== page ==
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Red Bulls Matchday Preview: New England Revolution

Will the Red Bulls get revenge against their 2021 bogeyman?

SOCCER: JUN 23 MLS - New York Red Bulls at New England Revolution
Frankie Amaya hopes to continue his hot form in Foxborough on Saturday.
Photo by Fred Kfoury III/Icon Sportswire via Getty Images

The international break is over, and a sigh of relief echoes around the country. The world’s elite vying for a spot in the most prestigious Cup since 2004’s La Manga was nice, but now returns real soccer. The authentic stuff. The kind of sport that makes you believe in something, a cause greater than oneself. An ethos, overcoming nationalism and cap-ties. Just a couple of college kids and assorted Europeans running really fast for an hour and a half. Red Bull style.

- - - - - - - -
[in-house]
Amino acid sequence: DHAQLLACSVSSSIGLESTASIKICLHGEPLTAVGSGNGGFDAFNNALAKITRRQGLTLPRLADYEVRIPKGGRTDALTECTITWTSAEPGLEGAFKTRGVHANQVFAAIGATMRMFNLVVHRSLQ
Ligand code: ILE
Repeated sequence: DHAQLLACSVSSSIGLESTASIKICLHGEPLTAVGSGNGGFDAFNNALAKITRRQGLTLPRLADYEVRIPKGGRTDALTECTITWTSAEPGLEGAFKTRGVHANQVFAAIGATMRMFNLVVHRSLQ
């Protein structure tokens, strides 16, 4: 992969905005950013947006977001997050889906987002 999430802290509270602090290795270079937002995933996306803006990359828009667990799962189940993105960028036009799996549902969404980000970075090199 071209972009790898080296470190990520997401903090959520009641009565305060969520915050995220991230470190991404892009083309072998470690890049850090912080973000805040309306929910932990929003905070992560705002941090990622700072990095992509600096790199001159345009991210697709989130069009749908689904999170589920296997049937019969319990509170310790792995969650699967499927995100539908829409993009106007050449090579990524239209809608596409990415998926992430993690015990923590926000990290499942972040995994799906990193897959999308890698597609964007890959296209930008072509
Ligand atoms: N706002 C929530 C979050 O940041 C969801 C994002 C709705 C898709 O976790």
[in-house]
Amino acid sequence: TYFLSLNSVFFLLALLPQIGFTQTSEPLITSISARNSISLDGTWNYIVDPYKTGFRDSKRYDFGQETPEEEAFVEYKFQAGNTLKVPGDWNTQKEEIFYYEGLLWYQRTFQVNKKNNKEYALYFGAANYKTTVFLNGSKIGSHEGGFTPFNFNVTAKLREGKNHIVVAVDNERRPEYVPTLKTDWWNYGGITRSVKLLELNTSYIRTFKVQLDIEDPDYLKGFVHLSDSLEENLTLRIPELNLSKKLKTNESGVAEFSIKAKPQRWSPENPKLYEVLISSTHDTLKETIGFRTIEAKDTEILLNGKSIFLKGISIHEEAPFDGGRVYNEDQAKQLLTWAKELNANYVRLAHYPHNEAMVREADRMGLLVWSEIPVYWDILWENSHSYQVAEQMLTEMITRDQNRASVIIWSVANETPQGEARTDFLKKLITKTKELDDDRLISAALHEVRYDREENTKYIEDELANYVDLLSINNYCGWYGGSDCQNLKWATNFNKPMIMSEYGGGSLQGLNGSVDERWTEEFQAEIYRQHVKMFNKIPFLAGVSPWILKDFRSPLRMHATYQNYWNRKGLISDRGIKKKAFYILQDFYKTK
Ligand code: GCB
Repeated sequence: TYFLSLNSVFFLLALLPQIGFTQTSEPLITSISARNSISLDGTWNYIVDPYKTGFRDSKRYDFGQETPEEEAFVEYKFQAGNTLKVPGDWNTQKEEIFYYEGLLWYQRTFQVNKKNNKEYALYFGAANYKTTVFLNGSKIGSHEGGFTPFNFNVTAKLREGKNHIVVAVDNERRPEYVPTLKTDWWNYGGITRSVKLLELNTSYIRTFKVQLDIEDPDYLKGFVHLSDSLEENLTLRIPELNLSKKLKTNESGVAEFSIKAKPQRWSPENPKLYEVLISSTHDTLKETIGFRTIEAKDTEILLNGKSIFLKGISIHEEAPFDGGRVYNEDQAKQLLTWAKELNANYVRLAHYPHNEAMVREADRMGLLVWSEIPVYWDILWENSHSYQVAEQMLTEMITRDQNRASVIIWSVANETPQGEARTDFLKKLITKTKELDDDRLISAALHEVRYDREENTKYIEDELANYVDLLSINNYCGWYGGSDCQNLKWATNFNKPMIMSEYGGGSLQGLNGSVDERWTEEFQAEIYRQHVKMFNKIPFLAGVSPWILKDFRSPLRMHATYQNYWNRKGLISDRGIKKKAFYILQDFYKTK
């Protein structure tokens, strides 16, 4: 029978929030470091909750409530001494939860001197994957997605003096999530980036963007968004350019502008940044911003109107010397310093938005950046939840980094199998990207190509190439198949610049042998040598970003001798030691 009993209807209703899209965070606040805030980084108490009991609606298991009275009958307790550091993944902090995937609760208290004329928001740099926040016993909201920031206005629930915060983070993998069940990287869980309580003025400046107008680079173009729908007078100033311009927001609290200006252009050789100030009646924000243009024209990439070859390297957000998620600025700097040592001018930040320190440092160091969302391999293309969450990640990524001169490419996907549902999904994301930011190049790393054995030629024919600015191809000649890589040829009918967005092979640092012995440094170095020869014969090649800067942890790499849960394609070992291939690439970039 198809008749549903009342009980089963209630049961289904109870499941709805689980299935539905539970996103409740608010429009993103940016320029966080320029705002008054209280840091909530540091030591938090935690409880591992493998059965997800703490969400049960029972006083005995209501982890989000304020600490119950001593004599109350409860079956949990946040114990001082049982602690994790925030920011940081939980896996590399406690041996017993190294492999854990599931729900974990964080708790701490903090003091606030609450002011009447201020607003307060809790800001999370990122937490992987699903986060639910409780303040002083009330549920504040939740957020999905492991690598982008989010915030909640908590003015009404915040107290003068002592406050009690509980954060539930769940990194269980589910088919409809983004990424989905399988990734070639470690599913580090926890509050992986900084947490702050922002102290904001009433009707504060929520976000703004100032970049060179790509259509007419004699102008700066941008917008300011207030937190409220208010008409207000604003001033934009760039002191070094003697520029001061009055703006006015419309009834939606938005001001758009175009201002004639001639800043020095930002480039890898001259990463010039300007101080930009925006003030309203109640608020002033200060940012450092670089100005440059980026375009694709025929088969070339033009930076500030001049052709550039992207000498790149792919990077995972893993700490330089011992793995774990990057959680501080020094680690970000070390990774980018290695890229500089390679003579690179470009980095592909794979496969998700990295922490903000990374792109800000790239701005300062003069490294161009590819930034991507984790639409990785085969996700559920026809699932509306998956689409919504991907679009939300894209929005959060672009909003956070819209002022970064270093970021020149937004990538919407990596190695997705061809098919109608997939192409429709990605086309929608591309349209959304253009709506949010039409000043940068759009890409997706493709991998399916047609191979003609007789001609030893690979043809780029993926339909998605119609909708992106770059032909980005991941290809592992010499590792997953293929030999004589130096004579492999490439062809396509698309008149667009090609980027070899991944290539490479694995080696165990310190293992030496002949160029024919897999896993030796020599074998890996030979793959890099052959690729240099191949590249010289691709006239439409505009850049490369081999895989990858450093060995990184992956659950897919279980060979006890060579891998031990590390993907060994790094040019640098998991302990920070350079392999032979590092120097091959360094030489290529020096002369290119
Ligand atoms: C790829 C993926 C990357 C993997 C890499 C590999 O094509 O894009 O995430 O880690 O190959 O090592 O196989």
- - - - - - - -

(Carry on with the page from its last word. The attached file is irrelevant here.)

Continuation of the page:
The Red Bulls seem to be indecisive over whether or not they’re actually good, but their return to league action comes with another test of their mettle against defending Supporters Shield winner New England Revolution. Scoring 65 goals over a dominant run in 2021, the Revolution were one of the great MLS teams last season, after years of mediocrity in league play. Bouncing between 7th and 8th in the conference since 2016, the dominance that Bruce Arena’s men displayed in 2021 was shocking to many. In part it was due to three years of preparation following Arena’s arrival at the club to inherit the dual roles of coach and sporting director, the former USMNT and Red Bull coach placing a controlling hand on how the organization ran things. Revolution had two of the league’s best strikers in Adam Buksa and Gustavo Bou, one of the league’s best wingers in Tajon Buchanon, one of the league’s best creators in Carles Gil, starring and dynamic fullbacks in DeJuan Jones and Brandon Bye, and to Carlos Coronel’s dismay, the league’s (official) best goalkeeper in Matt Turner. However, much of the rapid rise was simply a team of individual stars collectively peaking, to form the unit that crushed the 2021 regular season.